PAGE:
Less than a week after a shooting that killed three men and wounded a young boy, neighbors gathered peacefully Sunday night to walk their streets and pray together for an end to the violence.
A large crowd gathered at 8 p.m. at Grace Church of the Nazarene on IAA Drive in Bloomington. They lit candles and walked the few blocks to pray in front of 311 Riley Drive, where the shooting happened.
“What unites us right now is a broken heart,” said the Rev. Mike Stipp, pastor at Grace Church of the Nazarene, who organized the walk. “May the violence end. May the violence end.”
Riley Drive was the third fatal shooting in Bloomington-Normal in two months. Another took place June 10 just across Veterans Parkway, at 1221 Orchard St. Seven people have been killed since April 25.
Stipp said the Fairway Knolls neighborhood is concerned. There has been no arrests in the Riley Drive shooting, which killed Corey Jackson, 22, Nathaniel Pena, 22, and Juan Perez-Macedo, 33, all of Bloomington.
“Many people have told us they are ready to leave. They say, ‘As soon as the lease is up, we’re outta here,” Stipp said. “That impact is worrisome. People are concerned that if this 4-year-old boy got shot, could it happen to another innocent child? And we just don’t want that.”
Since the shootings, many have offered their own prescription for how to stop future violence. Stipp said he wants to see a stronger “family network system” and more response from places of worship.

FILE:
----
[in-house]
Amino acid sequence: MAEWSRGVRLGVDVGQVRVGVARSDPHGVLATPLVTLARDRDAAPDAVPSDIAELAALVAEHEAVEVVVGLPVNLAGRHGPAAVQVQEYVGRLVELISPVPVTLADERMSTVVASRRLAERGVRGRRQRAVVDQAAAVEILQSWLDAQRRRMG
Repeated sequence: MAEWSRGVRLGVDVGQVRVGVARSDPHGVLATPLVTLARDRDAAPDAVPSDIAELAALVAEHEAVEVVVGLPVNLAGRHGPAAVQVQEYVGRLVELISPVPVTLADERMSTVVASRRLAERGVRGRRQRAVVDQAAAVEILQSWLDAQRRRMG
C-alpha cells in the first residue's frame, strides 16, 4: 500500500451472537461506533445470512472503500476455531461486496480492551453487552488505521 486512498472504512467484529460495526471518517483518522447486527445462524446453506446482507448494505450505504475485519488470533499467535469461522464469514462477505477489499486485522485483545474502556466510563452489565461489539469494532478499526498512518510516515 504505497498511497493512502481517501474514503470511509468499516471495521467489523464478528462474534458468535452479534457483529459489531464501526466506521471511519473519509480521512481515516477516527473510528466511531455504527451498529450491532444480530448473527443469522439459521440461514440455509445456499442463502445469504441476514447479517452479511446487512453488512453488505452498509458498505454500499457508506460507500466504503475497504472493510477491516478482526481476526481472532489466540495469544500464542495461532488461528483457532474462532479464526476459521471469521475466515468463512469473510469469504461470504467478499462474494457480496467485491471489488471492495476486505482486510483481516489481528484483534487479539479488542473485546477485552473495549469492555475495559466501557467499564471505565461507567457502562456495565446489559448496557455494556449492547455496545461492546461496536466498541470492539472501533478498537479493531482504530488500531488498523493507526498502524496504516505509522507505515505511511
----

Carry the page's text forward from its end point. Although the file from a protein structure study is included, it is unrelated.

“I think if we can encourage people with their anger or their hate or their addiction to become people of faith, that’s a place to begin. Rather than just react or respond in a negative way with violence,” he said.
Both the Riley Drive and Orchard Street shootings took place in Alderman Joni Painter’s Ward 5. Painter spoke at the start of Sunday’s prayer walk.
“They’re very nice neighborhoods. This is rather an anomaly," she said.
What can be done to stop the violence?
“I think about community. In going forward in city planning, I really am opposed to jamming a bunch of people together into high-rise apartment buildings, especially geared toward low-income people. They don’t get a chance to see one another and meet one another and greet one another,” Painter said. “There’s no opportunity to be neighborly.”
Painter said she was encouraged by the big turnout at Sunday’s prayer walk.
“This has been very heavy on my heart,” she said. “(This) gives me hope.”
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